By Hannah Osborne | May 1, 2015
The planet is at risk of becoming an “empty landscape”, with the world’s biggest herbivore populations rapidly declining.
Researchers looked at 74 species of the world’s biggest herbivores (weighing over 100kg) and analysed data such as endangerment status, key threats and ecological consequences of population declines.
Findings paint a bleak picture, with Africa and parts of Asia particularly at risk of becoming barren of these species, including rhinoceroses, zebras, camels, elephants and hippopotamuses.
The international team of scientists, led by William Ripple from Oregon State University, published its findings in the journal Science Advances.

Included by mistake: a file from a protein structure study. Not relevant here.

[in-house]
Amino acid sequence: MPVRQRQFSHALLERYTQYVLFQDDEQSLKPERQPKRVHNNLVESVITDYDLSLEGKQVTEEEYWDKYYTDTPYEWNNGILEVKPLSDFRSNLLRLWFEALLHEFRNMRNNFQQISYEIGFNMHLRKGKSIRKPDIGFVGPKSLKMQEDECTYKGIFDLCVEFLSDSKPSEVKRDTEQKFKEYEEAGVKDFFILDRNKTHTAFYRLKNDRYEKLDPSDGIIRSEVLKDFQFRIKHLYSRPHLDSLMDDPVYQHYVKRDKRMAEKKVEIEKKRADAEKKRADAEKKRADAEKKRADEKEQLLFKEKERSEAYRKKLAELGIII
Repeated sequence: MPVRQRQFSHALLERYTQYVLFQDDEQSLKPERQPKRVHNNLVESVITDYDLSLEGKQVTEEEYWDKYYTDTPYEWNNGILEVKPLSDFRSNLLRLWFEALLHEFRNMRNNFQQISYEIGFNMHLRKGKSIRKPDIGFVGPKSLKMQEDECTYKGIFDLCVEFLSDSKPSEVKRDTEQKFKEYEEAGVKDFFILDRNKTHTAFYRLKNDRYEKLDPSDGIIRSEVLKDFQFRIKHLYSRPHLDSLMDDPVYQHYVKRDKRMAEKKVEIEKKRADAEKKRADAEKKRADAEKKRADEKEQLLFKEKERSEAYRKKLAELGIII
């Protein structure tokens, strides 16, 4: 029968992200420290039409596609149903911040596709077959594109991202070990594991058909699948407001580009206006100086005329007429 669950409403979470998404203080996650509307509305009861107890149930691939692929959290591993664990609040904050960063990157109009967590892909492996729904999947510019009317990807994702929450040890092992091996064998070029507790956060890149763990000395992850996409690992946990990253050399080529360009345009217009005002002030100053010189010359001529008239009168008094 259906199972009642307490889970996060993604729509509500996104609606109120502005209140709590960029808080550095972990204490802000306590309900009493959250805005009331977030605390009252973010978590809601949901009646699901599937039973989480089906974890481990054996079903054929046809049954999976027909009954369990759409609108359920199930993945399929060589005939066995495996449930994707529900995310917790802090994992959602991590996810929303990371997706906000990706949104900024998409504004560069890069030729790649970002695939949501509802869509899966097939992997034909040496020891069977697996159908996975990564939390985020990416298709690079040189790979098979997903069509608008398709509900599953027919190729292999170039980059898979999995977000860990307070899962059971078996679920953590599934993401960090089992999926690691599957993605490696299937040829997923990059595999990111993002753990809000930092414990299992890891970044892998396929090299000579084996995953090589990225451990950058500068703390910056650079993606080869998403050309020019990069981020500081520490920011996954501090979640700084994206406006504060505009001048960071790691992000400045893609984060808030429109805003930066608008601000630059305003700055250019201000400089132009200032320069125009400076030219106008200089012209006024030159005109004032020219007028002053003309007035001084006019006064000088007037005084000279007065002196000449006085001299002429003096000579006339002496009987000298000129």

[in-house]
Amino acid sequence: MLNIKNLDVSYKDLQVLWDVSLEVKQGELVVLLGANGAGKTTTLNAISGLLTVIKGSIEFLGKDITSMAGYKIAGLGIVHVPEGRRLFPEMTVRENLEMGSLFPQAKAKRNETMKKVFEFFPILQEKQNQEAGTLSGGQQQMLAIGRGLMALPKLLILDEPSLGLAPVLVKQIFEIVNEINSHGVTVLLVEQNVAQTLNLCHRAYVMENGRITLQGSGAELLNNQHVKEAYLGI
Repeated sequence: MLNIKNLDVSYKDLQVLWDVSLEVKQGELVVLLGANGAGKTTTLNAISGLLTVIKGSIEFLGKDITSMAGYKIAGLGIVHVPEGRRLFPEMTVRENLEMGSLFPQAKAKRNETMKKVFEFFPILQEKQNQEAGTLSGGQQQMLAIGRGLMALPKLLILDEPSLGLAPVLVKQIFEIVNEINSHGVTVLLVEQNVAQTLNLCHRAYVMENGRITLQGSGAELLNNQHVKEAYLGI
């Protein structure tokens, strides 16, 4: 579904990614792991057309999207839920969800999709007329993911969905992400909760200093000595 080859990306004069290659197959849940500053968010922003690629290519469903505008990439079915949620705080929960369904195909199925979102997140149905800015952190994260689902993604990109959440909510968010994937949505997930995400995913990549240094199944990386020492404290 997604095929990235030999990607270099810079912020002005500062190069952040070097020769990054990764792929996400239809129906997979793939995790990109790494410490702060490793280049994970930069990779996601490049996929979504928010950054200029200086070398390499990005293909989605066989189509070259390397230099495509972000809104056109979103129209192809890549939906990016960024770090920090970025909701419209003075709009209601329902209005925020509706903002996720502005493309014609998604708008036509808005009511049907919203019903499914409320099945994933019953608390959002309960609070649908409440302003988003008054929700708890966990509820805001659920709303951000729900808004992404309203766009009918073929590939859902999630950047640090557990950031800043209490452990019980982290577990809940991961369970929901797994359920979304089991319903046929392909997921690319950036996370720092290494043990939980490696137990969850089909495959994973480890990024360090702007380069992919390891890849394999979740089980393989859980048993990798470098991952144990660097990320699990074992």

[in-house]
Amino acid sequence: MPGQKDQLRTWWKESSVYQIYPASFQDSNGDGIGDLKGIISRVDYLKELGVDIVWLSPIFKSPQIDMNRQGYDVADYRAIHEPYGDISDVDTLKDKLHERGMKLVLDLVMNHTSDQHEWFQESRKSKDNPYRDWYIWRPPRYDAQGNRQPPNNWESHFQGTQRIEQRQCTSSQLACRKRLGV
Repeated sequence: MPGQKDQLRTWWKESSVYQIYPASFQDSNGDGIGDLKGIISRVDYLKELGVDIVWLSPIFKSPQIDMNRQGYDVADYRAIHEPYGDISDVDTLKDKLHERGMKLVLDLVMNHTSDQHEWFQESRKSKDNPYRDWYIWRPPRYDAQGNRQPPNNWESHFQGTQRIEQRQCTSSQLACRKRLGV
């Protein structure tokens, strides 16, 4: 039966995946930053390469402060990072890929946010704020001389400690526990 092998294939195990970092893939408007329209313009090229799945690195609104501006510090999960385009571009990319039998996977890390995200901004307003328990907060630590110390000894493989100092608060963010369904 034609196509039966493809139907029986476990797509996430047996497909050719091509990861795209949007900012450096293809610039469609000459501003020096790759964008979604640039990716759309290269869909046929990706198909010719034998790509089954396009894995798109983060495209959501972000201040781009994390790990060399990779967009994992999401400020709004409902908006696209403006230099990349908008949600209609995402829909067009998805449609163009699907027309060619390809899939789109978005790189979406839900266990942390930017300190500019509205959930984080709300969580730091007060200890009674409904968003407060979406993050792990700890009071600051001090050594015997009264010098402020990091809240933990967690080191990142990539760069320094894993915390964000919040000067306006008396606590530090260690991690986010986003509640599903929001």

He told IBTimes UK the threat and extinction risk varies by species and that we do not fully understand all of the functions these animals provide: “But we’re learning and each of these species likely has an important role in the ecosystem,” he said.
“One obvious implication is that the loss or decline of these large herbivores directly impacts the large predators in that they rely on these animals for food. It could easily spiral. The cascading effect would be increased – the loss of livestock – that would be the most obvious one.”
Other ricochet effects include diminished seed dispersal for plants, more frequent and intense wildfires, slower nutrient cycles from vegetation to the soil and habitat changes for smaller animals.
Findings showed the two main drivers of herbivore decline are hunting by humans and habitat changes, and that the areas covered span far and wide. Ripple said: “Our analysis shows that it goes well beyond forest landscapes, to savannahs and grasslands and deserts. So we coin a new term: the empty landscape.”
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